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foreclosure sign <i>Photo: Bigstock</i> Photo: Bigstock

On Jan. 20, 2021, the Appellate Division, Second Department addressed the often-confounding question of what evidentiary showing a foreclosing lender must make to defeat a defendant’s motion for dismissal on statute of limitations grounds. The court found, as many suspected, that a lender’s submission of a loan modification agreement coupled with proof of its voluntary discontinuance of a foreclosure action and cancellation of the notice of pendency are sufficient to raise an issue of fact. The decision brings much needed clarity to the Second Department’s statute of limitations jurisprudence and, perhaps more importantly, confirms the sanctity of settlement.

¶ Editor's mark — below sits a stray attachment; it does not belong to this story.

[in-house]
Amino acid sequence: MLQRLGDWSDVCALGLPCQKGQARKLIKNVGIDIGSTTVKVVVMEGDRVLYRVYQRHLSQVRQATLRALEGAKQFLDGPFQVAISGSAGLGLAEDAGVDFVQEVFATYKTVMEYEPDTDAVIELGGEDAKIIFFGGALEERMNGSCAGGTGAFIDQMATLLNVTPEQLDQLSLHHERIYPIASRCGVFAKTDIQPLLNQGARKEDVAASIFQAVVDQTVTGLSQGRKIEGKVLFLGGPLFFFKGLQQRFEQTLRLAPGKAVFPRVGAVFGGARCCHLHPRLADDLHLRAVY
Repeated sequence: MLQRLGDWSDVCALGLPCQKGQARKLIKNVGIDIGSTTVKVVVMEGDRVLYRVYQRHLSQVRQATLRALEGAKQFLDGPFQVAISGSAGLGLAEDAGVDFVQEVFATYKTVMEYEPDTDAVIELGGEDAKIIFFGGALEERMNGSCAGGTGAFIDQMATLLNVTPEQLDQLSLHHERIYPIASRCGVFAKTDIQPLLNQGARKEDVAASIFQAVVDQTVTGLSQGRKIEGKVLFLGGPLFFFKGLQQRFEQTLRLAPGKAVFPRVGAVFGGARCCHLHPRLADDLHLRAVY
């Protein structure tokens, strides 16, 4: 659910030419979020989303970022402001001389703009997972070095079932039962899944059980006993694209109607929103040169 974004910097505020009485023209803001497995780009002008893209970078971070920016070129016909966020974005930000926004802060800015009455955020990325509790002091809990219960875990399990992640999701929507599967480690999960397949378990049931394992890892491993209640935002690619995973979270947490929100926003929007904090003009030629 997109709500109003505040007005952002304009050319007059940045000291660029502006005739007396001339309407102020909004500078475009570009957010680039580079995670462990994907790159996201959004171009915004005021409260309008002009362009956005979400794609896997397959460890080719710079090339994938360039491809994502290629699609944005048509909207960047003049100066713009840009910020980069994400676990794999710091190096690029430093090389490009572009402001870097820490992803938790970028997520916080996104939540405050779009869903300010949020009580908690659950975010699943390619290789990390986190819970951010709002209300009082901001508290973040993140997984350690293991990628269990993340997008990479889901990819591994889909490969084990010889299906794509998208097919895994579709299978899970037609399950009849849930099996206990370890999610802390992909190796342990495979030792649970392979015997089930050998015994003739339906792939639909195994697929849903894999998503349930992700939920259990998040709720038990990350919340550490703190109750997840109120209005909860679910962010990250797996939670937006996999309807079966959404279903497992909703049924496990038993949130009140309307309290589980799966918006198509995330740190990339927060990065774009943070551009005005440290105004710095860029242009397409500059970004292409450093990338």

The facts in Bank of N.Y. v. Hutchinson, 2021 NY Slip Op 00284 (2d Dep’t Jan. 20, 2021) are straightforward. The defendant/mortgagor filed motion for summary judgment seeking, inter alia, dismissal of the complaint based on the expiration of the six-year statute of limitations period. In support of the motion, the defendant submitted evidence showing that the mortgage debt was accelerated by virtue of a prior foreclosure action commenced on Feb. 15, 2006 (the 2006 action) and that the 2006 action was voluntarily discontinued on April 2, 2007. In opposition, the plaintiff argued that it had revoked its election to accelerate the mortgage debt within the limitations period. The plaintiff submitted a loan modification agreement dated Nov. 6, 2006 and a consent to cancel lis pendens filed March 29, 2007. The Supreme Court denied the motion finding that although the defendant satisfied her prima facie burden to show that the action was time-barred, the plaintiff raised a triable issue of fact in opposition. The defendant appealed.

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